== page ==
8:30 to 10 a.m. FREE! RSVP Today!

What makes a good news story?

How do I know if a news or features writer would be interested in my story, organization, business, or event?

What is the difference between “earned” media and advertising? Which one is better for me?

Many people who are tasked with getting out the word about events, happenings, and information about their businesses ask these kinds of questions all the time.

When looking for answers it pays to hear about what makes a good story from the editors and publishers of three media organizations in Prince William County.

On Wednesday, Nov. 18  from 8:30 to 10 a.m., please join us for a special edition of 1 Million Cups Prince William — “1 Million Cups Meets the Media.”

This hour and a half session will be a free, informative meeting designed to help you better understand how the local media industry works, and how to get a reporter’s attention.

Space is limited so be sure to RSVP online today.

Joining us will be:

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Rebecca Barnes — Founder and Publisher of Prince William Living Magazine

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Jason Grant — Communications Director for Prince William County Government, pwcgov.org/news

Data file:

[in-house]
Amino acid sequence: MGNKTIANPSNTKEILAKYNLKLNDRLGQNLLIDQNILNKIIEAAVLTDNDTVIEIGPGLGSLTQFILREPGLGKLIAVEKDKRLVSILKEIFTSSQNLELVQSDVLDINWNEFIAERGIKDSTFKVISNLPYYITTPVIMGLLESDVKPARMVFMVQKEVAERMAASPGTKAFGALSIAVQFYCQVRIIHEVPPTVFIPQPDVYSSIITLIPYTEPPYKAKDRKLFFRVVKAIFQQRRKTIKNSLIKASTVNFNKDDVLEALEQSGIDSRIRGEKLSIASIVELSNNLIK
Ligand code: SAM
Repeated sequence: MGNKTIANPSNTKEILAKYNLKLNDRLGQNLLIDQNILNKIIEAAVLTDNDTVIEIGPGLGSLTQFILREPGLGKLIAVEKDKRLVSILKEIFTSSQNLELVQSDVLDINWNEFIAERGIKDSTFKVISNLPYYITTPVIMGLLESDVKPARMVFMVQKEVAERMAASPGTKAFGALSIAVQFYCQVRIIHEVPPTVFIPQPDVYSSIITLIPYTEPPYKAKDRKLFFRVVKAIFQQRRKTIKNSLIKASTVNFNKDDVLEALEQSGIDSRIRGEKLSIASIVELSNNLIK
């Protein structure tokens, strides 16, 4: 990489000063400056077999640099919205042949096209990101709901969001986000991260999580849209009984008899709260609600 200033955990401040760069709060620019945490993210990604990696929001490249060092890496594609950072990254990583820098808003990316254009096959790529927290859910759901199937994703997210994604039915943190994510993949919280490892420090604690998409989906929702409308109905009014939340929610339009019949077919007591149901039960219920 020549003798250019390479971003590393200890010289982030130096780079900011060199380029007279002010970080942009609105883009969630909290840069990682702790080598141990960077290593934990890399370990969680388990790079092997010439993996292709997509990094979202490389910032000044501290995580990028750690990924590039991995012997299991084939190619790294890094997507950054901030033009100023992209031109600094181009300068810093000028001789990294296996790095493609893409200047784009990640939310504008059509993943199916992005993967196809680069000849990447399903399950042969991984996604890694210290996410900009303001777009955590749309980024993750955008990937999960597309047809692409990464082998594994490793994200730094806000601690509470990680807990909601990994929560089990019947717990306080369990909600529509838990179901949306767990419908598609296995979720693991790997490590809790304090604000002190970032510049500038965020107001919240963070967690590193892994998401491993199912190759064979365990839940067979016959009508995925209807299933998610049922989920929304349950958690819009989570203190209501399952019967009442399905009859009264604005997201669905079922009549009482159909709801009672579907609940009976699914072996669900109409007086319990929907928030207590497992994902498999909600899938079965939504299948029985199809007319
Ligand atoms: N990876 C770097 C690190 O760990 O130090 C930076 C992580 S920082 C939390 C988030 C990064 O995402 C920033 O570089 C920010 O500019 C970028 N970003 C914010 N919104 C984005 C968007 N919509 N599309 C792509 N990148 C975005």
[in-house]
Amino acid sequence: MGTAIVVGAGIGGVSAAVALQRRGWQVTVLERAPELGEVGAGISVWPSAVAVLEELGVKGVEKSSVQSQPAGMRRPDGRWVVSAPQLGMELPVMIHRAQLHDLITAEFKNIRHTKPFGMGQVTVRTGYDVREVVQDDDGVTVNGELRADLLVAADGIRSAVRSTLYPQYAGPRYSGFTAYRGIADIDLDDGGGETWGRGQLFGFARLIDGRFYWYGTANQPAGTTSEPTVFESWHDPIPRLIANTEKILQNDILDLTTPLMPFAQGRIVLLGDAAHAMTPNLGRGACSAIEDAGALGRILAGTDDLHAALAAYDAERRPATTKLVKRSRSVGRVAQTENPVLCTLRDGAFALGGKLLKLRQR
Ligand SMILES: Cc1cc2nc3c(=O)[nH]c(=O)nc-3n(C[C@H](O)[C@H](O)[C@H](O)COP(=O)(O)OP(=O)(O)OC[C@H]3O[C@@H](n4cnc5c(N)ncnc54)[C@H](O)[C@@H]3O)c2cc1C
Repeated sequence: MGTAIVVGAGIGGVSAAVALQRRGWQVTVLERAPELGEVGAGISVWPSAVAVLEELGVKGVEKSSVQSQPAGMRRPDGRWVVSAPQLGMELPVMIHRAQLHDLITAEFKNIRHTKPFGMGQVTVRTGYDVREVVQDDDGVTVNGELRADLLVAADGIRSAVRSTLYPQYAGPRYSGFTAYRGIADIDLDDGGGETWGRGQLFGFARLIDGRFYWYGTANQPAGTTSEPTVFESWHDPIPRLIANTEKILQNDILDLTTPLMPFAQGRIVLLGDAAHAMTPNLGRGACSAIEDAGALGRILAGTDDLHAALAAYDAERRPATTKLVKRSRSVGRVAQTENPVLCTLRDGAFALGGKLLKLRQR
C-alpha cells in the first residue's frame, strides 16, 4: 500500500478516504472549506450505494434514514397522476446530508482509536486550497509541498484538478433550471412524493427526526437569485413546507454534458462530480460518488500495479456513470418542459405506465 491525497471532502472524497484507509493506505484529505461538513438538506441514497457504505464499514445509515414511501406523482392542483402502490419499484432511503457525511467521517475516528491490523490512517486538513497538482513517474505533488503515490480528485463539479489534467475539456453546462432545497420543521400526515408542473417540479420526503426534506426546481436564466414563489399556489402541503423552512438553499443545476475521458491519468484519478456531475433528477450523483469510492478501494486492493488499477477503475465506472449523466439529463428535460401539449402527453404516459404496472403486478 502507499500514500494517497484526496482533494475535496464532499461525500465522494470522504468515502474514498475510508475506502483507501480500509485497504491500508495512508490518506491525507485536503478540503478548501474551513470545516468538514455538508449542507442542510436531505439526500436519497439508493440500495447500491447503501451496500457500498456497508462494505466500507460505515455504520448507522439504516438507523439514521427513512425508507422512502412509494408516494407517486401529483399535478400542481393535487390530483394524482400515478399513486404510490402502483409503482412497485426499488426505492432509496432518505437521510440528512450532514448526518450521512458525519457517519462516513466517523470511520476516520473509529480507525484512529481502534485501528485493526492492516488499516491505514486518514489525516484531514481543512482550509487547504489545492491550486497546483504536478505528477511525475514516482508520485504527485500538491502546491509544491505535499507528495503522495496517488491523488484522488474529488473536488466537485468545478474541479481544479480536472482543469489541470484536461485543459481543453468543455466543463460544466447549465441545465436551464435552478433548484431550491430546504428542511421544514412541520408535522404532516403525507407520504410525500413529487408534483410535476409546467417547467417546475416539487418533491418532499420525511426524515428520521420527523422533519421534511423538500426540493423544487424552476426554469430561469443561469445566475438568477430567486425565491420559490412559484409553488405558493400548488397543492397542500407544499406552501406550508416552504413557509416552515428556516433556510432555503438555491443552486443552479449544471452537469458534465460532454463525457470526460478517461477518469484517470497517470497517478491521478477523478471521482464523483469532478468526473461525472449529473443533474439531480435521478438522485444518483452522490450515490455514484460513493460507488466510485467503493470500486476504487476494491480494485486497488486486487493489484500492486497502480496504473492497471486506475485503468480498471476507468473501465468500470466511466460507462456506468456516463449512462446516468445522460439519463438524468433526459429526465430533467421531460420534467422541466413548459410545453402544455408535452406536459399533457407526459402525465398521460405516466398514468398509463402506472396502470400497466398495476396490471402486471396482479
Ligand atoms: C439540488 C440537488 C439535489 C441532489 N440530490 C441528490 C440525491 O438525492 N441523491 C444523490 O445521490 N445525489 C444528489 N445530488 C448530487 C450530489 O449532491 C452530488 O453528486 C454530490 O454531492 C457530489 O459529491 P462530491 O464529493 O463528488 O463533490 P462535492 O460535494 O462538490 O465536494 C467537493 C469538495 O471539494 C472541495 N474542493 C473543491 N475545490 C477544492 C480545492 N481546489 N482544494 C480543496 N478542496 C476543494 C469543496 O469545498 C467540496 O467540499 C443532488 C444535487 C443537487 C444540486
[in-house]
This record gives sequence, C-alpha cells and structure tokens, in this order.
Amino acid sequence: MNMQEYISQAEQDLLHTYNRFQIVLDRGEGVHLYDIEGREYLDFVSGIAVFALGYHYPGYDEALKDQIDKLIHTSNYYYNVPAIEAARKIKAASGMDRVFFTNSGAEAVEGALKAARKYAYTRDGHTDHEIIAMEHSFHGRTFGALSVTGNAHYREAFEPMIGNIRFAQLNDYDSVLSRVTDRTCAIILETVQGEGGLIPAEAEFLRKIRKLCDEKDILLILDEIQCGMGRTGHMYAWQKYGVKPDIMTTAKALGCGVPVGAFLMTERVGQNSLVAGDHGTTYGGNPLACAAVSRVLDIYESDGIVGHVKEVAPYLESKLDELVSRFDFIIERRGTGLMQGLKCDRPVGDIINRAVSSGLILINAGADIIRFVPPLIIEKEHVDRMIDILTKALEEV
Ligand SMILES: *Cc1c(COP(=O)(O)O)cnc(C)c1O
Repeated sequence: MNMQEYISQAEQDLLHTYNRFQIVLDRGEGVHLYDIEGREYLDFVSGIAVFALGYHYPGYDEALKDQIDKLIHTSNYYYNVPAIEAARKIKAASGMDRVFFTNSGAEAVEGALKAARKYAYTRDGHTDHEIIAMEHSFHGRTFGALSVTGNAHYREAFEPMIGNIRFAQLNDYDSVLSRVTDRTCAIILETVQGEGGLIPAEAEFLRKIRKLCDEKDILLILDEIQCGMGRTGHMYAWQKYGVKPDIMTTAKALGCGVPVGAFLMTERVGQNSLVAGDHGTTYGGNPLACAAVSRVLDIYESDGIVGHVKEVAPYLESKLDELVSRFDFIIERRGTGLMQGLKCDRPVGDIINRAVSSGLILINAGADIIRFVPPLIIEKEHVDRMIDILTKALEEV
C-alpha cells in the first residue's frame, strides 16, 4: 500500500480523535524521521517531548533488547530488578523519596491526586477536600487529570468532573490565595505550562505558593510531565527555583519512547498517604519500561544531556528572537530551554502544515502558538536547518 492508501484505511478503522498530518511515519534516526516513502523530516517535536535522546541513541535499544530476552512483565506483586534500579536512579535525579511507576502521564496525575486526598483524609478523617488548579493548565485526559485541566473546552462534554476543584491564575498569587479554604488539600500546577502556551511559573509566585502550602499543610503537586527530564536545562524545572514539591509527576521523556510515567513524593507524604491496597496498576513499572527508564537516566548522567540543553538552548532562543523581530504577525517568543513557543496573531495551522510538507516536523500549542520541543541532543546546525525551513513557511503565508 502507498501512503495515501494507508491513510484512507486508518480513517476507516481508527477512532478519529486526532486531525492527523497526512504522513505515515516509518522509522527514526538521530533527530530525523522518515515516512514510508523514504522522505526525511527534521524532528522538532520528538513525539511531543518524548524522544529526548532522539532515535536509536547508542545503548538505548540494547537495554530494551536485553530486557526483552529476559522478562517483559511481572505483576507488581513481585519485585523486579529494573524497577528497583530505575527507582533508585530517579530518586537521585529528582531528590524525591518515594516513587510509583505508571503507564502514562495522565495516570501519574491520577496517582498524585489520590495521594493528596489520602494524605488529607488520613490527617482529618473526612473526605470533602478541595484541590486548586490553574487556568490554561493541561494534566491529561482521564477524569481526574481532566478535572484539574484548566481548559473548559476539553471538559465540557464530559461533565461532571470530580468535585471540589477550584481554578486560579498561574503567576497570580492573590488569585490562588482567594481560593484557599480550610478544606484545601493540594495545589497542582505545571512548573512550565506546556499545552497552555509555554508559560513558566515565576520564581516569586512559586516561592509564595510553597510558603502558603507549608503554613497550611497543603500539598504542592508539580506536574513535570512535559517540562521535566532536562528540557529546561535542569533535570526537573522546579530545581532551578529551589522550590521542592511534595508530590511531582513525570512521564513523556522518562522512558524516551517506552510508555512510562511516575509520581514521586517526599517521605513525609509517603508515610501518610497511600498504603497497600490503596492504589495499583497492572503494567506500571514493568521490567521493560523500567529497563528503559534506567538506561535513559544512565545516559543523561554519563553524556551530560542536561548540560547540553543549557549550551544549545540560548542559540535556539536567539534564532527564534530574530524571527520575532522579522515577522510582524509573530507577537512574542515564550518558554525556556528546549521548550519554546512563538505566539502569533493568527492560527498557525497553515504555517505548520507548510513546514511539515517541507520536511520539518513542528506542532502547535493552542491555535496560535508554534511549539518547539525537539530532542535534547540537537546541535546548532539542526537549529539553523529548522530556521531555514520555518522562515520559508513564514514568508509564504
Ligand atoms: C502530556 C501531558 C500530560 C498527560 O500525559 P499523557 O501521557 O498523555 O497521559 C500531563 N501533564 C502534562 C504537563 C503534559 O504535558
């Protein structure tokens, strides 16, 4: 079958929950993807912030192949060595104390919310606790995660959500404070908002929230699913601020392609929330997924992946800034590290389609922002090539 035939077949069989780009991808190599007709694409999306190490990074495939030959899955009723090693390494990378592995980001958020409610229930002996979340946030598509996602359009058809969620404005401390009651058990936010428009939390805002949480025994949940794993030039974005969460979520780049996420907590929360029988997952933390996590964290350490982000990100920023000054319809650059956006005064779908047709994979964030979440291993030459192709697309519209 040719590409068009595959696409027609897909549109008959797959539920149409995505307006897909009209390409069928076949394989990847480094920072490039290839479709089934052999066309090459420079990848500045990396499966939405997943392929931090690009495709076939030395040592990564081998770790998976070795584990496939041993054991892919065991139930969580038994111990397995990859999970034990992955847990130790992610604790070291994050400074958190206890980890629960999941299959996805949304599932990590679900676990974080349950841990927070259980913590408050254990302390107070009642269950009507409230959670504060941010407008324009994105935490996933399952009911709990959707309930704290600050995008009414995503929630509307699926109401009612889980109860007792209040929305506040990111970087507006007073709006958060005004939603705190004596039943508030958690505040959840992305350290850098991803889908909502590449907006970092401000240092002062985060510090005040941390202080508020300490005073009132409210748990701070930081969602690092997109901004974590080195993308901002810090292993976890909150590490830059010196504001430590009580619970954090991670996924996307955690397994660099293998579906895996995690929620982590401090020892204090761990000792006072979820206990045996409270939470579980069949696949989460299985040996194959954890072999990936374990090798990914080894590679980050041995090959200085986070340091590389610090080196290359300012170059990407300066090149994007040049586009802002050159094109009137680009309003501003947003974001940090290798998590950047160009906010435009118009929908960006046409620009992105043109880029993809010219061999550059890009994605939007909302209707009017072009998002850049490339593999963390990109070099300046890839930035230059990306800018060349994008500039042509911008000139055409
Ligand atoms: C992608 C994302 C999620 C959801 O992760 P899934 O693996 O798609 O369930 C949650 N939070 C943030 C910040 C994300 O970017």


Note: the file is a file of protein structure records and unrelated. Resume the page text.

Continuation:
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Uriah Kiser — Founder and Publisher of PotomacLocal.com News

1 Million Cups Meets the Media will be held at the Hylton Performing Arts Center located at 10960 George Mason Circle in Manassas, from 8:30 to 10 a.m.

Free coffee will be provided to attendees.

1 Million Cups Prince William regularly meets at 9 a.m. every Wednesday at the Hylton Performing Arts Center. The meetings are designed to foster entrepreneurs and support the growth of small business in Prince William County and Greater Manassas.

News
Voters keep Stewart, Anderson to replace May on Prince William Board of Supervisors

stewart, prince william, supervisor

 

Incumbents keep jobs at county courthouse 

Prince William Board of Supervisors Chairman Corey Stewart At-large will return for his 9th year on the Board in 2016.

The Republican beat out Democrat challenger Rick Smith for the county’s top job by 14 points, with nearly 57% of the vote. Stewart gained the national spotlight in his early days on the Board of Supervisors for his stance on deporting illegal immigrants convicted of crimes.